I have been developing a concept to establish ‘charity villages’ to reduce costs, improve interoperability and establish a social enterprise to deliver shared services.
The Issue
Charities/not-for-profits are paying high rents for office space, particularly in London and the south east.  Basing themselves in such locations also increases the already high cost of living for low-paid third sector workers and volunteers, including residential costs and commuting costs.  Yet 68% of people think London-based offices are ‘somewhat’ or ‘very’ wasteful (SOURCE: nfpSynergy’s 2015).  Sustaining this could be considered an inappropriate use of donors' funds and resources to support organisations in London that do not need to be there.  The same survey showed 33% of people saw  not having offices in London as an indication of a charity’s frugality. The idea that all staff of all charities need to be in London for ‘lobbying’ is dubious.  Does the ‘prestige’ of being in London really count for so much or would donors in fact perceive charities to be more responsible if they spent their administration money more prudently? Charities/NFPs are facing increasing scrutiny of their governance, efficiency, effectiveness, value for money and collaboration so is it time to review options?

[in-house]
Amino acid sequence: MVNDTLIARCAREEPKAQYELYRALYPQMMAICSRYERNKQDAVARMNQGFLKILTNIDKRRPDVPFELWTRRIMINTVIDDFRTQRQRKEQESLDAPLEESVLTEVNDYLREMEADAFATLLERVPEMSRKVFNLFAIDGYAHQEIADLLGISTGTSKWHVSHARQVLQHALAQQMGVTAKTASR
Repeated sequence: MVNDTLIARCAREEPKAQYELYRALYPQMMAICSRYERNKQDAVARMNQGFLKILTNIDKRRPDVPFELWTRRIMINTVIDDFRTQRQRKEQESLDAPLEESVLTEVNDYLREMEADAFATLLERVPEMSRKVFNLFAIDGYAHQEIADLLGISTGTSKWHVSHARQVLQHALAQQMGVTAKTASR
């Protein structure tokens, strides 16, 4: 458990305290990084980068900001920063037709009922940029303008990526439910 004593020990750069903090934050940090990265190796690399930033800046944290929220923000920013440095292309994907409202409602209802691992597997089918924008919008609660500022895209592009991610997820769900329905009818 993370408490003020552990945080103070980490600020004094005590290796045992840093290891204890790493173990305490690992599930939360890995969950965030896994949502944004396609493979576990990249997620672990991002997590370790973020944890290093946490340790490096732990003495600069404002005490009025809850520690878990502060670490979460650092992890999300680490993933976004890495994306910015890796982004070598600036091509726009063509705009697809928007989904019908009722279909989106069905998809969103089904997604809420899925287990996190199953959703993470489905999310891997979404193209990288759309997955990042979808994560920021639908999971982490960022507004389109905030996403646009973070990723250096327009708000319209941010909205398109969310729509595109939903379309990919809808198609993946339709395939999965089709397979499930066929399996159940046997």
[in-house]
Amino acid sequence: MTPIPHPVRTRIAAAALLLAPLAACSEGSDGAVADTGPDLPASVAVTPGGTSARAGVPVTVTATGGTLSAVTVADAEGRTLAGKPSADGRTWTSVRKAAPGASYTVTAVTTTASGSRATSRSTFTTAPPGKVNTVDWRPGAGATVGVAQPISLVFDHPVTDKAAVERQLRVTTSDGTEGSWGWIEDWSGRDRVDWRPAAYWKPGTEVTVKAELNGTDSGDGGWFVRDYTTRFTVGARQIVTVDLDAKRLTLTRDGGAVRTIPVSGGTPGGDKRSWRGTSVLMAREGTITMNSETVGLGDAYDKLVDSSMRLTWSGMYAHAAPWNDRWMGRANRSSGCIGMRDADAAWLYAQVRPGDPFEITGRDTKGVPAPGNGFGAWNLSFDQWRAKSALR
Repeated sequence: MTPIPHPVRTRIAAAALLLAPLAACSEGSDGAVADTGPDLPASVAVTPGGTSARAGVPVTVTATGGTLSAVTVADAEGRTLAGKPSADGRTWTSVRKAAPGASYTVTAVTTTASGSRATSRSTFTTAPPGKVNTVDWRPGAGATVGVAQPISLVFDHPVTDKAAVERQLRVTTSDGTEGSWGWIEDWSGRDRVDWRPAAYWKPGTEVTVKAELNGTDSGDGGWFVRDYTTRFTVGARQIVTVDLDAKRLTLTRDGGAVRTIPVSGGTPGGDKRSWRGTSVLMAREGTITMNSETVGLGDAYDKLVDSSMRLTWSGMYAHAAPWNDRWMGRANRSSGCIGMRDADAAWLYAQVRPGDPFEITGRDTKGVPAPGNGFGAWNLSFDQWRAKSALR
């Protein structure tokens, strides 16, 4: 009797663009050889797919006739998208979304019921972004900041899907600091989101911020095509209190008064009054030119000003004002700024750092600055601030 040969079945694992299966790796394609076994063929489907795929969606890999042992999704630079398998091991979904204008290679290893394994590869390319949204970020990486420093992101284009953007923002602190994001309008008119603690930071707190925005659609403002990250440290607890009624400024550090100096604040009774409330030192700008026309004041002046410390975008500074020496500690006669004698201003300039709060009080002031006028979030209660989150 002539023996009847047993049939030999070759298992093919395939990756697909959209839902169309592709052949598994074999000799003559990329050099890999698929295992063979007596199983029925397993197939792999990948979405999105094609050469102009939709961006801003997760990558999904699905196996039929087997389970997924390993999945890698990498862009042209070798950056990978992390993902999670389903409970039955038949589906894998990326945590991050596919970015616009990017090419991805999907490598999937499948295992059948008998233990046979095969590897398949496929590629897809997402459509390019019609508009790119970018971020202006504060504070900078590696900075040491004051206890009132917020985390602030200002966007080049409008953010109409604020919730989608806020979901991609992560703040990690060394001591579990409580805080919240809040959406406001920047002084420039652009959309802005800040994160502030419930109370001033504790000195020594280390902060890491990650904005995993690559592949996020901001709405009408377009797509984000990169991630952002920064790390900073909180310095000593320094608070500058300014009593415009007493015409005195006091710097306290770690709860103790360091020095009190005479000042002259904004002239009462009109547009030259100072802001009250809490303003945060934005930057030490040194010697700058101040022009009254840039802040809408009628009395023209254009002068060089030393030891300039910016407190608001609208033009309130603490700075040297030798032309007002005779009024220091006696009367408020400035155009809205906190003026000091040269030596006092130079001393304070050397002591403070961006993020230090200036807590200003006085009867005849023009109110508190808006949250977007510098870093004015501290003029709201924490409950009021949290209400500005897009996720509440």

The Concept
I have been working on a concept of a network of decentralised hubs away from London to serve the third sector across the UK that would enable more efficient and effective working, release funds, and encourage collaboration and mutual support.  Social Enterprises would ensure optimal use and minimal costs, providing:
  • Shared support services including print and graphics.
  • Facilities management such as maintenance, catering, cleaning, security, meeting rooms, reception and secretarial support.
  • Marketing and social media.
  • Accountancy services.
  • Fundraising services.
  • Consultancy.
The Opportunities
Digitisation and online working offer greater flexibility and information sharing opportunities.  Modern working practices, such as jobshares and home working, enable more flexible workspace management and routines including shared spaces and hot desking.  Adopting these practises should offer better cost management and value for money.  The support of social enterprises could provide exemplary practical solutions and leadership by example.  The formation of hubs could exploit economies of scale and encourage cooperation and mutual support.
The Challenges
Of course there will be challenges.  Changes in culture would be critical, such as a move away from a London-centric system to something more flexible.  Fear of change is always the biggest hurdle.  Practicalities would also need to be addressed, such as release from existing tenancies and transition to new locations.  Support with project management to handle relocations and implementation of new protocols might also need to be addressed.  The success of alternatives would depend on suitable locations and access to them.
What challenges and opportunities could this concept help you to address in your own organisation?
What are the hurdles that you would need to get over to adopt this sort of operating model?
What would such a ‘village’ need to look like and provide for you to consider relocation to one?
I welcome your thoughts.